Global market competition and integration in goods, services and finance have brought unprecedented gains in material well being. But the growth path of highly competitive markets is cyclical. And on rare occasions it can break down, with consequences such as those we are currently experiencing. It is now very clear that the levels of complexity to which market practitioners at the height of their euphoria tried to push risk-management techniques and products were too much for even the most sophisticated market players to handle properly and prudently.
However, the appropriate policy response is not to bridle financial intermediation with heavy regulation. That would stifle important advances in finance that enhance standards of living. Remember, prior to the crisis, the U.S. economy exhibited an impressive degree of productivity advance. To achieve that with a modest level of combined domestic and borrowed foreign savings (our current account deficit) was a measure of our financial system's precrisis success. The solutions for the financial-market failures revealed by the crisis are higher capital requirements and a wider prosecution of fraud -- not increased micromanagement by government entities.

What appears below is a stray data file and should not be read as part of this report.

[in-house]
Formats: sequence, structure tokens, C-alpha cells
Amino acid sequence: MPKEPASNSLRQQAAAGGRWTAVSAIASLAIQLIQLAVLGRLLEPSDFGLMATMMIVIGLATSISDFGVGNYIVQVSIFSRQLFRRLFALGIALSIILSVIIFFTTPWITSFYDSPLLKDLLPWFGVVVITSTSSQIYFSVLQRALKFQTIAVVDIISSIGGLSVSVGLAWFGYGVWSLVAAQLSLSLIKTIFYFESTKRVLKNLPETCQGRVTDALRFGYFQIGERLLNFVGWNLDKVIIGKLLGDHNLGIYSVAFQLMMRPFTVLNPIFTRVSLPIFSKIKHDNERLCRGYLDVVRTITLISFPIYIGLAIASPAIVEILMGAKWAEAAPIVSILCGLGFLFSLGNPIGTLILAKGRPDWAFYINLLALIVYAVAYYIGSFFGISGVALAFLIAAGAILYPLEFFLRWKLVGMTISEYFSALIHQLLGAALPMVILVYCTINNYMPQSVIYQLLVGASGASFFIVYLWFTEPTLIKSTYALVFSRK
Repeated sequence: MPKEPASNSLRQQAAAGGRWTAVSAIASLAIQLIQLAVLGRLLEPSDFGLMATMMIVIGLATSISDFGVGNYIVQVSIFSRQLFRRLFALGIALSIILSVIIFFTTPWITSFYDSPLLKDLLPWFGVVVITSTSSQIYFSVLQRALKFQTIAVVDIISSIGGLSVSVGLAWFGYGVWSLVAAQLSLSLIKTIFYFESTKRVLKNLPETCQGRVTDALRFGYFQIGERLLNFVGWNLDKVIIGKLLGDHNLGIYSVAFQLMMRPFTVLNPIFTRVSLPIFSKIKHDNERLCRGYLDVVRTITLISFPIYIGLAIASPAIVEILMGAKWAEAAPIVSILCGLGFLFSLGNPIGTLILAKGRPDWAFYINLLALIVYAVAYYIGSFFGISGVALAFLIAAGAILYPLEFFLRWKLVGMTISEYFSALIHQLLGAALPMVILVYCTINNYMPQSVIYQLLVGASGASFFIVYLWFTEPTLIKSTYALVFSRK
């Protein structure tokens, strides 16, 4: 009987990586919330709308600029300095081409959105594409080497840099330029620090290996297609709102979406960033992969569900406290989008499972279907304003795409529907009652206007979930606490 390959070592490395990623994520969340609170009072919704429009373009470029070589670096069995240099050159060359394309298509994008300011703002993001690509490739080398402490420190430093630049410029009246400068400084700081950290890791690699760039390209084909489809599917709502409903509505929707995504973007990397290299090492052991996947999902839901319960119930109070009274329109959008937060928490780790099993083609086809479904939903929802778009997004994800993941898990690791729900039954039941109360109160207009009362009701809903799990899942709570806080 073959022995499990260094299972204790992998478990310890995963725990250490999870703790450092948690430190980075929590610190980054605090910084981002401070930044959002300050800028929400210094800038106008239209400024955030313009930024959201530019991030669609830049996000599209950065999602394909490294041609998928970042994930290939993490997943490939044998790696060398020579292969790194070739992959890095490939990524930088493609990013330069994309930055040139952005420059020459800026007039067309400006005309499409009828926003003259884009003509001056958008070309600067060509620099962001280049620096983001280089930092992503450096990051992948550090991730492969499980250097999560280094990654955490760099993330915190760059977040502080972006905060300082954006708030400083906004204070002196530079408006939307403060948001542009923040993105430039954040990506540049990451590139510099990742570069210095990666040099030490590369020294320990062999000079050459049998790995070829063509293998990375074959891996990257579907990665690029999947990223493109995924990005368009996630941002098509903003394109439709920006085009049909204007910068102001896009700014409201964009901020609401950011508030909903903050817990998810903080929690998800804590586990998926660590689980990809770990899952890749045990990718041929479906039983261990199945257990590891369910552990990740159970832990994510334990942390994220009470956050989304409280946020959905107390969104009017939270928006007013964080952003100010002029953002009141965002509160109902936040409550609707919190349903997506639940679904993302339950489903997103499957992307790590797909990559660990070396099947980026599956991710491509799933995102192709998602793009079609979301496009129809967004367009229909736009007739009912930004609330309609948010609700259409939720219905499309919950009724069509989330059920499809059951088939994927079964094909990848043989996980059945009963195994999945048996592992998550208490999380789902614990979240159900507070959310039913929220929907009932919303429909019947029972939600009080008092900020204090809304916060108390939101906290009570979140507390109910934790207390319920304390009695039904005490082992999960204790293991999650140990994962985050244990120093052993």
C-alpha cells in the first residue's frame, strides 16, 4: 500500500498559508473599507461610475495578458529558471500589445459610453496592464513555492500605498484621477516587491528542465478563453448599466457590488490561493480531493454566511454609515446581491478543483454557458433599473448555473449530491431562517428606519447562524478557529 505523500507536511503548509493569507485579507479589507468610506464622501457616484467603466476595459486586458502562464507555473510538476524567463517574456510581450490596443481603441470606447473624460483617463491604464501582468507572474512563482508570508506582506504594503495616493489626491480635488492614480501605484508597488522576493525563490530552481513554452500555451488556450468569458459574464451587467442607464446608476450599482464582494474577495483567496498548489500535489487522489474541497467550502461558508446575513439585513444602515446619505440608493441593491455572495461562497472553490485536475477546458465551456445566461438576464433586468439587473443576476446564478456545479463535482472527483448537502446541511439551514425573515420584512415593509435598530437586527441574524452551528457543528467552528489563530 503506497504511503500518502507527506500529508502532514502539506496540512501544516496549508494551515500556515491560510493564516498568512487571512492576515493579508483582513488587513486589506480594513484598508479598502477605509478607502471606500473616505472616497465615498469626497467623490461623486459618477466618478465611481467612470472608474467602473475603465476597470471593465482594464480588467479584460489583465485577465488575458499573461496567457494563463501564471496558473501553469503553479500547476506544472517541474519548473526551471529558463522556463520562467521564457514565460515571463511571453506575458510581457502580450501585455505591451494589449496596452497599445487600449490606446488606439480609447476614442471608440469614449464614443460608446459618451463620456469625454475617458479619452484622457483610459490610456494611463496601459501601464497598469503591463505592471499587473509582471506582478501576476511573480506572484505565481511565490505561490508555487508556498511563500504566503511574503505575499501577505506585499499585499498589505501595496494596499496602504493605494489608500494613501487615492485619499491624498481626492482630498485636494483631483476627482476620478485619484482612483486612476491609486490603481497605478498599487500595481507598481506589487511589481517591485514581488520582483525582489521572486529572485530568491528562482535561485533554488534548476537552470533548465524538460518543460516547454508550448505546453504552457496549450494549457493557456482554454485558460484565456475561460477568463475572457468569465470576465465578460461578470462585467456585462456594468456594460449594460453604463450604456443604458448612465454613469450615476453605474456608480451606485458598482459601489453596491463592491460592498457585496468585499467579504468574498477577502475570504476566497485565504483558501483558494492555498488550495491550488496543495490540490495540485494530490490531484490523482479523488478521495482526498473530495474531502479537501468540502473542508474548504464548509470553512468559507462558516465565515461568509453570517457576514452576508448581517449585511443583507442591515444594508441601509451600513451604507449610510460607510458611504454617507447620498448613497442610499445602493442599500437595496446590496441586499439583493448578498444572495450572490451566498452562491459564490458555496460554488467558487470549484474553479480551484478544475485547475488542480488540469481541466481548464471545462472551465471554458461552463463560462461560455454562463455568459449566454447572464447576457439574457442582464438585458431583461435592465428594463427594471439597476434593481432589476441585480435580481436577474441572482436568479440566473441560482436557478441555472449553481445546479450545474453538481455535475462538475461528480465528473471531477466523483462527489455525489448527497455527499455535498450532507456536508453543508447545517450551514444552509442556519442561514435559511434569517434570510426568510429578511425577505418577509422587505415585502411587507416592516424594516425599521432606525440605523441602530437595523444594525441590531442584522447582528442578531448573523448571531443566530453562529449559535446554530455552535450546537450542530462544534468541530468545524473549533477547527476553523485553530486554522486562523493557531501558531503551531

Any new regulations should improve the ability of financial institutions to effectively direct a nation's savings into the most productive capital investments. Much regulation fails that test, and is often costly and counterproductive. Adequate capital and collateral requirements can address the weaknesses that the crisis has unearthed. Such requirements will not be overly intrusive, and thus will not interfere unduly in private-sector business decisions.
Wednesday, March 11, 2009
Timmy Geithner, Call Your Office